His emphatic answer to participating in last weekend's dustup: eight scoreless innings against New York.
In his previous start, Washburn hit Josh Phelps in the back with a pitch, after Phelps had bowled over catcher Johjima at home plate. When Yankees reliever Scott Proctor retaliated later in the game, he and manager Joe Torre were ejected and eventually suspended.
"It was appreciated, I know that," Washburn said of his old-school response. "We've got to stick up for our teammates ... That's just one of the pieces to the puzzle."
Friday night, Washburn (3-3) stymied the Yankees by dominating the inner-half of the strike zone, and retiring his final eight batters. The final one was Hideki Matsui, who flailed at a pitch in the dirt. Washburn pumped both arms and let out a primal scream as he walked off the mound to a standing ovation from a near-sellout crowd of 44,214.
"Washburn had a second gear tonight," said Johnny Damon, who went 1-for-4.
It was the first time in 10 starts against New York that Washburn has held the Yankees scoreless. Washburn has allowed three runs or fewer six times in seven starts this season.
"He's pitched well enough to be 6-0," Mariners manager Mike Hargrove said.
J.J. Putz got three outs for his eighth save in eight chances.
Washburn was toughest each time the Yankees threatened to score. With Damon on second and one out in the first inning, Washburn retired Derek Jeter and Alex Rodriguez on ground outs. With two on and one out in the second, the fast-working lefty struck out Robinson Cano on a slow curveball and Melky Cabrera on a fastball. Washburn slapped his glove and shouted to punctuate that escape.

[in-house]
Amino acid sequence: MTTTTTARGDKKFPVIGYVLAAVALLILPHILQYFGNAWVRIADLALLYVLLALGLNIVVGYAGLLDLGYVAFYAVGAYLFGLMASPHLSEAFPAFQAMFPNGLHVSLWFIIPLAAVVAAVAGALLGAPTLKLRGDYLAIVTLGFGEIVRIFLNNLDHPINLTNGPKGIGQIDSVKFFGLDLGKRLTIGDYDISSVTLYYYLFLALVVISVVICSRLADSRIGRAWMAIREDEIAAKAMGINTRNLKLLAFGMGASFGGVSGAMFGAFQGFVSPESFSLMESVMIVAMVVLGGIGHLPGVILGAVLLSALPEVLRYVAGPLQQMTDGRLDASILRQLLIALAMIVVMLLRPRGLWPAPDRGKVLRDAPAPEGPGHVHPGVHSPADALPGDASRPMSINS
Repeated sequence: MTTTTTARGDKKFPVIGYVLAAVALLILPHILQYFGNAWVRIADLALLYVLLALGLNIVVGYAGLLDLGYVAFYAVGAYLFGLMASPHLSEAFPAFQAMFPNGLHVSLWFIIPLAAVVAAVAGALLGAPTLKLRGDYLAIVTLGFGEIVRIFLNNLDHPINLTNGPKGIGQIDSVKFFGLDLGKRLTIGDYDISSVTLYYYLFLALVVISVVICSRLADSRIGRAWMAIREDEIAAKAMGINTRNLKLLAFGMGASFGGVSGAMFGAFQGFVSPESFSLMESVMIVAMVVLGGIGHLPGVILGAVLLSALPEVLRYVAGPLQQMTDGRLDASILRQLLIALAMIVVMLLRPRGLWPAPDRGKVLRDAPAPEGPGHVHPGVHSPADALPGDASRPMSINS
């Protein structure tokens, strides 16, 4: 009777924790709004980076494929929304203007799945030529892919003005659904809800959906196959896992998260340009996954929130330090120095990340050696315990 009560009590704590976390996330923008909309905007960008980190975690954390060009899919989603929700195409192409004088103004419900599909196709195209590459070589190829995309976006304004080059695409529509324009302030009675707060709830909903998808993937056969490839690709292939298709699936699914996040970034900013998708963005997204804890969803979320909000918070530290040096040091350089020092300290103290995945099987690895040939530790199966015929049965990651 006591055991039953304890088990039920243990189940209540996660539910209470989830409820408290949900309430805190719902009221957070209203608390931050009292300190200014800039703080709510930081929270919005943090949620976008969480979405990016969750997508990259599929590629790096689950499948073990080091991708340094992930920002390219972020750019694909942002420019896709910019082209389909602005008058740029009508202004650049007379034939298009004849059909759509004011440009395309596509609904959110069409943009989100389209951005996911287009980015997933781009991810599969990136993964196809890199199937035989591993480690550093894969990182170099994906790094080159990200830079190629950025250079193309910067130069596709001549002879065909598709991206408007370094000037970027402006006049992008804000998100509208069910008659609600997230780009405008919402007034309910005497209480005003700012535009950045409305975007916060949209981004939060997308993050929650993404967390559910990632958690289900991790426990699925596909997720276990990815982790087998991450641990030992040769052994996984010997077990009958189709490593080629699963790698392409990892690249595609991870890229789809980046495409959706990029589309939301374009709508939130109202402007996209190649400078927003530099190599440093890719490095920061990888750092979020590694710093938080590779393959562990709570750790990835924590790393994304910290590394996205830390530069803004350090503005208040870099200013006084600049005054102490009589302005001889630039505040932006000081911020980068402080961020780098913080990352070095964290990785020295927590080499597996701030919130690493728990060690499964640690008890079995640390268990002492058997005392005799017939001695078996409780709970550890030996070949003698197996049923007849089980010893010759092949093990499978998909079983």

"When he needed to make a pitch, he gave it a little more," Damon said. "And the ball either cut a bit more or ran in to lefties a little more."
After Jeter walked and Rodriguez reached on a hard shot that glanced off third baseman Adrian Beltre's glove for a hit with two outs in the third, all Matsui could do against Washburn was foul out.
And after Phelps reached second base after a fielder's choice in the fourth, Washburn got Cabrera to ground out. Washburn yelled and pumped his fist at that, too.
"I'm an emotional guy when I play, yelling and screaming and having fun," Washburn said. "I didn't do that last year. I was more laid-back and reserved," he said, referring to his 8-14 season, his first in Seattle after 11 years with the Angels' organization.
Darrell Rasner (1-2) fell behind on Raul Ibanez's RBI single in the third. After he walked Beltre to begin the fourth, Johjima lined a 90 mph fastball on a 2-1 count into the first row of bleachers beyond left field. His fourth home run put Seattle up 3-0.
"I made a mistake on a pitch -- and he did exactly what he is supposed to do with it," Rasner said.
Rasner, who beat Washburn Sunday by allowing just three hits in 5 2/3 scoreless innings, left after five innings having surrendered three runs and seven hits. He struck out one and walked three.
Proctor, suspended for four games pending an appeal for throwing behind Yuniesky Betancourt on Sunday, relieved. The first man Proctor faced was Betancourt.
This time, no sparks. Proctor's first pitch was outside, and Betancourt popped out on the second pitch.
- Yankees DH Jason Giambi was a late scratch, missing his third consecutive start because of a spur near his left heel. Torre said his slugger will start Saturday. "He was better but he just didn't seem comfortable," Torre said.
- Seattle leads the AL with four shutouts.
- OF Ichiro Suzuki had his third and fourth stolen bases of the season, off Rasner and C Jorge Posada. Suzuki has been successful on an AL-record 43 consecutive attempts. The major league record is 50 by Vince Coleman from 1988-89. Rasner had not allowed a stolen base in his first 47 1/3 innings in the major leagues.